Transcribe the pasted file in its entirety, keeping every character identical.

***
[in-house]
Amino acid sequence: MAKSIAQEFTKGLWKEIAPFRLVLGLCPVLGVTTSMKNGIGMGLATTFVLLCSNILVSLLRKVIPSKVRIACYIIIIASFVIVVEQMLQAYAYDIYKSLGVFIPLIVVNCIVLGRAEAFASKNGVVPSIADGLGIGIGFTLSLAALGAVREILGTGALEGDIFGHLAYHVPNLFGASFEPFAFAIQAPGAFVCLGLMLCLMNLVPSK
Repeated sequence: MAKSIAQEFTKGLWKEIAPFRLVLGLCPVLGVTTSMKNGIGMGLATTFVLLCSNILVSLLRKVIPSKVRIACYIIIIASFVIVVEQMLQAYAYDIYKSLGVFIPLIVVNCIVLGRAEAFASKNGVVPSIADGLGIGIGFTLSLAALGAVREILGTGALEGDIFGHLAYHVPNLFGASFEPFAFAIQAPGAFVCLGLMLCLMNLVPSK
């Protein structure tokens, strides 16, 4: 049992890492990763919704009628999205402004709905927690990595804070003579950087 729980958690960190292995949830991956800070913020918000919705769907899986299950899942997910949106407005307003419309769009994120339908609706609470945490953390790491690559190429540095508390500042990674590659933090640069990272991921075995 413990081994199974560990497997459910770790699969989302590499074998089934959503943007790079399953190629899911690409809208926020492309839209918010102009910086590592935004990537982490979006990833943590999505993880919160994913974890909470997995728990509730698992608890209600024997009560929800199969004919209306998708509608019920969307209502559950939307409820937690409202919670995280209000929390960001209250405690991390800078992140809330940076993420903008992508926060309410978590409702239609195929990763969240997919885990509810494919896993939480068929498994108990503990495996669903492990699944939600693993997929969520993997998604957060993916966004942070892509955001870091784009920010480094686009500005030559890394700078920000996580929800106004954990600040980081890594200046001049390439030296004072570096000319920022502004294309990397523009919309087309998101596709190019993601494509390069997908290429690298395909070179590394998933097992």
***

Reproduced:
[in-house]
Amino acid sequence: MAKSIAQEFTKGLWKEIAPFRLVLGLCPVLGVTTSMKNGIGMGLATTFVLLCSNILVSLLRKVIPSKVRIACYIIIIASFVIVVEQMLQAYAYDIYKSLGVFIPLIVVNCIVLGRAEAFASKNGVVPSIADGLGIGIGFTLSLAALGAVREILGTGALEGDIFGHLAYHVPNLFGASFEPFAFAIQAPGAFVCLGLMLCLMNLVPSK
Repeated sequence: MAKSIAQEFTKGLWKEIAPFRLVLGLCPVLGVTTSMKNGIGMGLATTFVLLCSNILVSLLRKVIPSKVRIACYIIIIASFVIVVEQMLQAYAYDIYKSLGVFIPLIVVNCIVLGRAEAFASKNGVVPSIADGLGIGIGFTLSLAALGAVREILGTGALEGDIFGHLAYHVPNLFGASFEPFAFAIQAPGAFVCLGLMLCLMNLVPSK
């Protein structure tokens, strides 16, 4: 049992890492990763919704009628999205402004709905927690990595804070003579950087 729980958690960190292995949830991956800070913020918000919705769907899986299950899942997910949106407005307003419309769009994120339908609706609470945490953390790491690559190429540095508390500042990674590659933090640069990272991921075995 413990081994199974560990497997459910770790699969989302590499074998089934959503943007790079399953190629899911690409809208926020492309839209918010102009910086590592935004990537982490979006990833943590999505993880919160994913974890909470997995728990509730698992608890209600024997009560929800199969004919209306998708509608019920969307209502559950939307409820937690409202919670995280209000929390960001209250405690991390800078992140809330940076993420903008992508926060309410978590409702239609195929990763969240997919885990509810494919896993939480068929498994108990503990495996669903492990699944939600693993997929969520993997998604957060993916966004942070892509955001870091784009920010480094686009500005030559890394700078920000996580929800106004954990600040980081890594200046001049390439030296004072570096000319920022502004294309990397523009919309087309998101596709190019993601494509390069997908290429690298395909070179590394998933097992």